The Texas State Technical College is governed by a nine-member board of regents and operated under the direction of a chancellor. These regents, who provide a statewide perspective, are appointed by the governor to six-year terms. The board meets quarterly to provide leadership and enact policies for the successful management and operation of the system. The colleges operate under the rules and regulations of the Texas Higher Education Coordinating Board. The Texas State Technical College Chancellor is Michael L. Reeser.


The John B. Connally Technology Center at the Waco campus

Permanent campusesEdit

Campus Location Enrollment
(fall 2019)[1]
Fort Bend County Rosenberg 581
Harlingen Harlingen 4,394
Marshall Marshall 628
North Texas Red Oak 248
Waco 4,045
West Texas Abilene 2,023

Extension centerEdit

TSTC administers an extension center in partnership with Temple College at the East Williamson County Higher Education Center in Williamson County.


Texas State Technical College is accredited to award AAS degrees and certificates of completion by the Commission on Colleges of the Southern Association of Colleges and Schools. Students may review accreditation records in the Texas State Technical College Office of the Chancellor. Texas State Technical College is a member of the American Association of Collegiate Registrars and Admissions Officers and is listed in that association's Report of Credit Given.


Each year Community College Week publishes a special report on the top associate degree and certificate producers in the United States, considering the public, private nonprofit, and proprietary institutions of higher education that award two-year degrees and one- and two-year certificates. All such institutions that are eligible for federal financial aid funds under Title IV legislation are considered. Some data are reported by institution, while others are reported by system; TSTC is reported by institution. The June 19, 2006 report[4] was based on preliminary data for Academic Year 2004-2005. According to the report:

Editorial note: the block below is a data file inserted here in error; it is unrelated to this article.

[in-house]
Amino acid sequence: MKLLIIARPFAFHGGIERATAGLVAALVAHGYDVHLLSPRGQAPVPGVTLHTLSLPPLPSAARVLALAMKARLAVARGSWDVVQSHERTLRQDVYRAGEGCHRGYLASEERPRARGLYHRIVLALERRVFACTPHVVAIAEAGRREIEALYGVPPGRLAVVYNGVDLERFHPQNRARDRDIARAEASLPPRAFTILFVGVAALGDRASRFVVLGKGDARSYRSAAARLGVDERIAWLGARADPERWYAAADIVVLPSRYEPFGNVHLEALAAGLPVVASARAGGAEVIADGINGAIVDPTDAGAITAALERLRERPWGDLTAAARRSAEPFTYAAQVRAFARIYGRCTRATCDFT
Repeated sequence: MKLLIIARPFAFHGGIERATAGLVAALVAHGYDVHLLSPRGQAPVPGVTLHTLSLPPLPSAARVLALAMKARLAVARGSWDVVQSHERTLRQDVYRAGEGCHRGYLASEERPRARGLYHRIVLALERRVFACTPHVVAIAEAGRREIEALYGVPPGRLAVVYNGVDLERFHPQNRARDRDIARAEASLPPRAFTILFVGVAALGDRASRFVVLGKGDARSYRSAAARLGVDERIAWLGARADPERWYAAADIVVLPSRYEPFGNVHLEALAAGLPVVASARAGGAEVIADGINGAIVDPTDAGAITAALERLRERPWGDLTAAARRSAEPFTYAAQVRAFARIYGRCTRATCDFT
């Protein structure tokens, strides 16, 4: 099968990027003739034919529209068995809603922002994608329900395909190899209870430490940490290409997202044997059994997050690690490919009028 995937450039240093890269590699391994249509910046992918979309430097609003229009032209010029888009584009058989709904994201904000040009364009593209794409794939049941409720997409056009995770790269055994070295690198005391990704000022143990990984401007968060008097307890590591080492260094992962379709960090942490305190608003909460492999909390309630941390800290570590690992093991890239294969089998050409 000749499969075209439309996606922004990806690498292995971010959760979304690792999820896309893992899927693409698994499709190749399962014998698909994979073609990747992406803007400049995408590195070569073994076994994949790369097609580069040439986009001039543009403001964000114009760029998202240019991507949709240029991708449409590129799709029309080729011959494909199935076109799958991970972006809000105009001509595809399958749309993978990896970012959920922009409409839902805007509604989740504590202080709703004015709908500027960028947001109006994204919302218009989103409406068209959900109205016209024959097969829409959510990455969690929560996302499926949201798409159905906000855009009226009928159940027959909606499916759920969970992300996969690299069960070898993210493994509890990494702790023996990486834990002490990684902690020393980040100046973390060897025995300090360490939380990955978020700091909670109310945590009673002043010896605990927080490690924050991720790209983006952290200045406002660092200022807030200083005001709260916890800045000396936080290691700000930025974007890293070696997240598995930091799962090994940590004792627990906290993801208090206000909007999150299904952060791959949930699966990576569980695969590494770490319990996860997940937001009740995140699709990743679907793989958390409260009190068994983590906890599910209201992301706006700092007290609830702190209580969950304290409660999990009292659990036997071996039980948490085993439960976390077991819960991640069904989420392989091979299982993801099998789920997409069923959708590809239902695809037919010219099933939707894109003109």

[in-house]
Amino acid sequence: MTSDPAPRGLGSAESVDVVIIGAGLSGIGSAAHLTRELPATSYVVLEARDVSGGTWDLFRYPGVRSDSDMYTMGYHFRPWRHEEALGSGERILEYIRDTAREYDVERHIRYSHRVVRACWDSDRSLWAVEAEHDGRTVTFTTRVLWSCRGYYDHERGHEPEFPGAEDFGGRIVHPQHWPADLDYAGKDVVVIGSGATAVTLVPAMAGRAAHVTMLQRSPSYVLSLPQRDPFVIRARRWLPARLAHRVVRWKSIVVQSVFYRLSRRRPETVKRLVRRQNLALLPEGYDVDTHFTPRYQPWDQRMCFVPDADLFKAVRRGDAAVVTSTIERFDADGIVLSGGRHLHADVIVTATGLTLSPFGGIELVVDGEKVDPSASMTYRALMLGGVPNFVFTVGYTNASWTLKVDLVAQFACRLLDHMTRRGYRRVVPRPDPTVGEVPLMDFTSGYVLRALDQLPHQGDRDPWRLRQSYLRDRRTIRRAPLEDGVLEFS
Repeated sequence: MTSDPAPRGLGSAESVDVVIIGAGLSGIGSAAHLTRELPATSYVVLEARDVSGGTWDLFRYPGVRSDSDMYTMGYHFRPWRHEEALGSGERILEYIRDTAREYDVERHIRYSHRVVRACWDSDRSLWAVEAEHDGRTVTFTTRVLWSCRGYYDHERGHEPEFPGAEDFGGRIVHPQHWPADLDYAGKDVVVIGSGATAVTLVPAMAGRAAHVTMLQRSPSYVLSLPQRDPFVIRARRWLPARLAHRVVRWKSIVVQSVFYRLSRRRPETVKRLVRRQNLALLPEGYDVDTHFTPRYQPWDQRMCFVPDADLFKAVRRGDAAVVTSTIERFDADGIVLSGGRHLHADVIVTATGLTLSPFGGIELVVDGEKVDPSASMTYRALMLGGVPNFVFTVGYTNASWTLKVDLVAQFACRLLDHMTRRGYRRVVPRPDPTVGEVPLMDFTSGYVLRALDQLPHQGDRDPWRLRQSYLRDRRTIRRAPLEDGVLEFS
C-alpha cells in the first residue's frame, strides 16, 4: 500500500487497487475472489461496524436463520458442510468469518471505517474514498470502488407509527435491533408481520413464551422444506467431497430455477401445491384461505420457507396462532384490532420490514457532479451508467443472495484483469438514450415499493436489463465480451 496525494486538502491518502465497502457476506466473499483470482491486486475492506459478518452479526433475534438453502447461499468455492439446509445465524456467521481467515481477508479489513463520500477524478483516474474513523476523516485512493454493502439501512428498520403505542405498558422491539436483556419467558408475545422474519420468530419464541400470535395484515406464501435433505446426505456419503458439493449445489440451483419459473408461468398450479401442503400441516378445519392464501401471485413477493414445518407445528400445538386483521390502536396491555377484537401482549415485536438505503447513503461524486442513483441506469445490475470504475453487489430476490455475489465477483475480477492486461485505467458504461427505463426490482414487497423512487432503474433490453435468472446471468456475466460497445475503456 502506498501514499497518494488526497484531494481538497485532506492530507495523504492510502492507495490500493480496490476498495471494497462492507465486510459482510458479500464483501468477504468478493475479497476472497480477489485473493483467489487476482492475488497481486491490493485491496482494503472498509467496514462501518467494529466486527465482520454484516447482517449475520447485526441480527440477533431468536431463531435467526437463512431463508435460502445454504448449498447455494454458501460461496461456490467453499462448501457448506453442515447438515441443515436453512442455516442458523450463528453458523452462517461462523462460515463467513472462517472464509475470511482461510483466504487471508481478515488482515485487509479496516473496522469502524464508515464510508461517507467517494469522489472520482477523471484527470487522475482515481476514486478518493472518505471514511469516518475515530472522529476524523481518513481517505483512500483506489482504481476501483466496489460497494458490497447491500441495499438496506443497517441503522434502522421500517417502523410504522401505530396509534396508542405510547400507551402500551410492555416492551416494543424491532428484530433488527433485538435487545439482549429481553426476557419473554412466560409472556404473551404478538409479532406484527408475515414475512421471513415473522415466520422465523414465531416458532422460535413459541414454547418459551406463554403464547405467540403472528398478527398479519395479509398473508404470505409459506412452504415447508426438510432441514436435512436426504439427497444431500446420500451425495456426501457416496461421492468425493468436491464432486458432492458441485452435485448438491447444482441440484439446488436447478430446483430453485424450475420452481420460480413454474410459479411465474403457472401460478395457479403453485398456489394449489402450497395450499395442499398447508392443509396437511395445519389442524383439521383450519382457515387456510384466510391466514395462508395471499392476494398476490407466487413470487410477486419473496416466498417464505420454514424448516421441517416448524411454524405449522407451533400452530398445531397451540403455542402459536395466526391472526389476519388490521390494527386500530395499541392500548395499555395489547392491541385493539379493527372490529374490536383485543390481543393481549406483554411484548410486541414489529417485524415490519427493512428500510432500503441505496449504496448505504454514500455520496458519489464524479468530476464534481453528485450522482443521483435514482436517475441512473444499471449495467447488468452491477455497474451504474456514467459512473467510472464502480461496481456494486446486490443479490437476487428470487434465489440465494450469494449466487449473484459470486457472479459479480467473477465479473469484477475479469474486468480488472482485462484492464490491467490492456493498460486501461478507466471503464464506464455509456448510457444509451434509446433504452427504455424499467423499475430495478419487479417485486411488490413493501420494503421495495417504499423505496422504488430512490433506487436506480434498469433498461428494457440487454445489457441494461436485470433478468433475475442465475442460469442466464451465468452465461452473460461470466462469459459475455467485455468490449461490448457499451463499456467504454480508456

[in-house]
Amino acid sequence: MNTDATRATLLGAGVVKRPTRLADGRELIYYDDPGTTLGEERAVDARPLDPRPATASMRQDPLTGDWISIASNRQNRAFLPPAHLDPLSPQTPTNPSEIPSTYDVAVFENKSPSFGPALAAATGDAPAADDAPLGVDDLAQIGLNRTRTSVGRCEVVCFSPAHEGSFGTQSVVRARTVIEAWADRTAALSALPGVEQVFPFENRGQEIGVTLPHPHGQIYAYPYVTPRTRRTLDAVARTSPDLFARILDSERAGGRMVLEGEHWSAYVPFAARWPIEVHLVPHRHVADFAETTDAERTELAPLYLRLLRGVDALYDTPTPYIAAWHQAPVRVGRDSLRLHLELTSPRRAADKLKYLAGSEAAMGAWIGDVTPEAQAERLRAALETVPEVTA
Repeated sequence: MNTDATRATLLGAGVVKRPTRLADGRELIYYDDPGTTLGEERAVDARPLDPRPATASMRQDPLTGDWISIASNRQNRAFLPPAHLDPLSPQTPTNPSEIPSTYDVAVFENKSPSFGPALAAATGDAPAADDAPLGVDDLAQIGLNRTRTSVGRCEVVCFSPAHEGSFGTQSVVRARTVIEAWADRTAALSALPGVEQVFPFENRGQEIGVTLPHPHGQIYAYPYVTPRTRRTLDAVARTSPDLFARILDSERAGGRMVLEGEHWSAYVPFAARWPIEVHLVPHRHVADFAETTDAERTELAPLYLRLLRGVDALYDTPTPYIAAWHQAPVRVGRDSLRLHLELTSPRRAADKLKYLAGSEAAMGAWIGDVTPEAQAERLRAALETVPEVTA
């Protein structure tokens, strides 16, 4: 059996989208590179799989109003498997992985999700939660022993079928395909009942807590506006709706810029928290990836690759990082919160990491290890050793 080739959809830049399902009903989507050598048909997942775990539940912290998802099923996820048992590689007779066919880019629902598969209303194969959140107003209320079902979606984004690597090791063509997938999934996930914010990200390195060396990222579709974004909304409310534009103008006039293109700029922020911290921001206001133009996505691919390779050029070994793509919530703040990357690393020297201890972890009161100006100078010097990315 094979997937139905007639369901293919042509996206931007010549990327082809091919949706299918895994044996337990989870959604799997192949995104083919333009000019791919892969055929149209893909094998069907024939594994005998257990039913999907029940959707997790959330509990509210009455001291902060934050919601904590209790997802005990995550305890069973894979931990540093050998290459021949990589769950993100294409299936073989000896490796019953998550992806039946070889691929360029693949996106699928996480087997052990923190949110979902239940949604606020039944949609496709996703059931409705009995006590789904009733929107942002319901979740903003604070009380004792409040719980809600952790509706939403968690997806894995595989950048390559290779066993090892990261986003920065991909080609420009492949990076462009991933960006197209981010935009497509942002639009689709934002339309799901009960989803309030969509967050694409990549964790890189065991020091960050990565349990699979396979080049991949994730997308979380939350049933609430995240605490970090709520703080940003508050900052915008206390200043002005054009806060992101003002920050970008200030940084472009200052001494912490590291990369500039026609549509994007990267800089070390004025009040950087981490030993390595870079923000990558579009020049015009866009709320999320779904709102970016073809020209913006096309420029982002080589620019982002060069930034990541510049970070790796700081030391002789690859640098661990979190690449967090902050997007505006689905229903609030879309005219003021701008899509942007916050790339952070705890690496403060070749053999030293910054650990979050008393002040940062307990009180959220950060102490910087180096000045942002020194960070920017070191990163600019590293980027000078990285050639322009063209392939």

• TSTC Harlingen was ranked among the top 20 colleges in Texas (ranked 73 nationally) in conferring associate degrees all disciplines to Hispanic graduates.
  • TSTC Waco was ranked:
    • the top college in Texas (ranked 45 nationally) in conferring associate degrees in agriculture, agricultural operations and related sciences
    • the second college in the state of Texas (ranked 12 nationally) in conferring associate degrees in engineering-related technologies/technicians
    • the second college in the state of Texas (ranked 21 nationally) in conferring associate degrees in computer and information sciences and support services
    • the top college in Texas (ranked 39 nationally) in conferring associate degrees in precision and production

Wind powerEdit

In response to the growing need for technical training involving wind power (Texas is the number-one wind-energy generating state in the United States, primarily centered in windy West Texas), in 2007, TSTC Sweetwater created the first community college wind-energy program in Texas,[5] and constructed a demonstration 2 MW 60 Hz DeWind D8.2 prototype wind turbine for student training.[6] Texas State Technical College has partnered with Pinnacle Career Institute in Kansas City to offer the wind turbine technician program.[7]


  1. ^ a b "Texas State Technical College Data and Statistics" (PDF). Texas State Technical College. 2019. Retrieved May 3, 2020.
  2. ^ http://spie.org/etop/1988/44_1.pdf
  3. ^ "Archived copy". Archived from the original on 2011-07-16. Retrieved 2010-03-10.CS1 maint: archived copy as title (link)
  4. ^ "The 2006 Top 100 Associate's Degree Producers". Community College Week. Autumn Publishing Enterprises. 18 (23). 2006-06-19. ISSN 1041-5726. Retrieved 2008-11-05.
  5. ^ Block, Ben (2008-07-24). "In Windy West Texas, An Economic Boom". Archived from the original on 2009-01-09. Retrieved 2008-11-05.
  6. ^ "DeWind Plans Wind Turbine Demo Site in Sweetwater, Texas". BNET Business Network. 2007-09-06. Retrieved 2008-11-05.
  7. ^ "Pinnacle Career Institute - Wind Turbine Technician Program". Retrieved 13 October 2011.

External linksEdit